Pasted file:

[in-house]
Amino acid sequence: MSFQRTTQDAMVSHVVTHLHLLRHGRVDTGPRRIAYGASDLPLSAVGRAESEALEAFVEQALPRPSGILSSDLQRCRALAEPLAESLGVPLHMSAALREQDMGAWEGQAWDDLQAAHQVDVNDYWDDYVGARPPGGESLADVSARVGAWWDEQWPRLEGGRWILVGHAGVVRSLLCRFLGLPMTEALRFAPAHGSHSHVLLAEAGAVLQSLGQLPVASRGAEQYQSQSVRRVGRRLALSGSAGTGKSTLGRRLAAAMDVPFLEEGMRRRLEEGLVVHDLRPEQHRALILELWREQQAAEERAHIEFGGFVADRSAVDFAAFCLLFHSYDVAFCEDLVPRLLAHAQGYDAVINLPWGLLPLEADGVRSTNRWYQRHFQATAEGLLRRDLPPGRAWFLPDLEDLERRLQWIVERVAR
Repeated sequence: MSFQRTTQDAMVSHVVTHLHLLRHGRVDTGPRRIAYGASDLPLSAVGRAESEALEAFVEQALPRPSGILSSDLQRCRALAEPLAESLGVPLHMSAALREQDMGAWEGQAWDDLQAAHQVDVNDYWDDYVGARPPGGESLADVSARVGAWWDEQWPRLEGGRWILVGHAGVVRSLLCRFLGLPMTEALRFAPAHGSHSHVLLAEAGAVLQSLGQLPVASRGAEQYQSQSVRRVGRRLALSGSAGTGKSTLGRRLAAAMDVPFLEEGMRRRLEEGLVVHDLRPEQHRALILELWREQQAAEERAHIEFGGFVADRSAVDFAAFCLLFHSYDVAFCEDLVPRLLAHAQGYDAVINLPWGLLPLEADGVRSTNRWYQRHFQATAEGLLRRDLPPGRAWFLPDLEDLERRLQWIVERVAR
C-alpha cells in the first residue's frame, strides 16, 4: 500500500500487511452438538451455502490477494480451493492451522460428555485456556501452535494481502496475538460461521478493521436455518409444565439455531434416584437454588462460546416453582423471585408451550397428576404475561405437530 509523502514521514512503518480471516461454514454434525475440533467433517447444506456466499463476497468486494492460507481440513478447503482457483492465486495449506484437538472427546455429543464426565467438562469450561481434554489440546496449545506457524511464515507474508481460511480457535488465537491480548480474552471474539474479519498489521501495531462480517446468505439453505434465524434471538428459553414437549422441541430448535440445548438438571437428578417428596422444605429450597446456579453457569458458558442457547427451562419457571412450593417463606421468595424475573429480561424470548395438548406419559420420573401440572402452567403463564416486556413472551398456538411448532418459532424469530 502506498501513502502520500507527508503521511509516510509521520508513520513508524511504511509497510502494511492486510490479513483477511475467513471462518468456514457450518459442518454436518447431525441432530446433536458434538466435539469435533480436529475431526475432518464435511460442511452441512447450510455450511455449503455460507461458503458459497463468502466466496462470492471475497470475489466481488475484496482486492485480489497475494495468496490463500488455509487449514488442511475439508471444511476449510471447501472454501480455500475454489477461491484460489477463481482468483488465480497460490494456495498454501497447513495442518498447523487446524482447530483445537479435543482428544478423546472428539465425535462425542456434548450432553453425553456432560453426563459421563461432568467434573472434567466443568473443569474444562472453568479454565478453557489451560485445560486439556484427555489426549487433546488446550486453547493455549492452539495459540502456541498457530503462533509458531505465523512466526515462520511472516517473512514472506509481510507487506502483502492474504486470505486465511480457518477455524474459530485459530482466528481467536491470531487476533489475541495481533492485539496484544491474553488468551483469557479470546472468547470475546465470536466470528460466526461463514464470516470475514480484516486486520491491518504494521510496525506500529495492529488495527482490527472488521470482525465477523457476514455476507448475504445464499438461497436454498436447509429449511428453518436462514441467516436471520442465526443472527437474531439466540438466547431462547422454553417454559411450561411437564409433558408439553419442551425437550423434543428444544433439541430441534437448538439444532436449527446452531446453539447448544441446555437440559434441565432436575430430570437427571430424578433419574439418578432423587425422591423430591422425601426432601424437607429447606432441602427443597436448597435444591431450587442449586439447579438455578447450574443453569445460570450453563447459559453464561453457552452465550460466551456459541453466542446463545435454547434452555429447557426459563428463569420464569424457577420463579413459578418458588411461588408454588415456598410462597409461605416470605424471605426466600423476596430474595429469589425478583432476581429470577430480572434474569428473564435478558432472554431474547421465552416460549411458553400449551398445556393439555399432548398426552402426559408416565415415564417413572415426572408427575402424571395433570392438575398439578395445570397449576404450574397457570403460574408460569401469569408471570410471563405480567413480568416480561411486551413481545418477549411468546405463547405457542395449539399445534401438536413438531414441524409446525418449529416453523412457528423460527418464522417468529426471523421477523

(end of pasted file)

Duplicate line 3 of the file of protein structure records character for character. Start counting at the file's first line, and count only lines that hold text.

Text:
Repeated sequence: MSFQRTTQDAMVSHVVTHLHLLRHGRVDTGPRRIAYGASDLPLSAVGRAESEALEAFVEQALPRPSGILSSDLQRCRALAEPLAESLGVPLHMSAALREQDMGAWEGQAWDDLQAAHQVDVNDYWDDYVGARPPGGESLADVSARVGAWWDEQWPRLEGGRWILVGHAGVVRSLLCRFLGLPMTEALRFAPAHGSHSHVLLAEAGAVLQSLGQLPVASRGAEQYQSQSVRRVGRRLALSGSAGTGKSTLGRRLAAAMDVPFLEEGMRRRLEEGLVVHDLRPEQHRALILELWREQQAAEERAHIEFGGFVADRSAVDFAAFCLLFHSYDVAFCEDLVPRLLAHAQGYDAVINLPWGLLPLEADGVRSTNRWYQRHFQATAEGLLRRDLPPGRAWFLPDLEDLERRLQWIVERVAR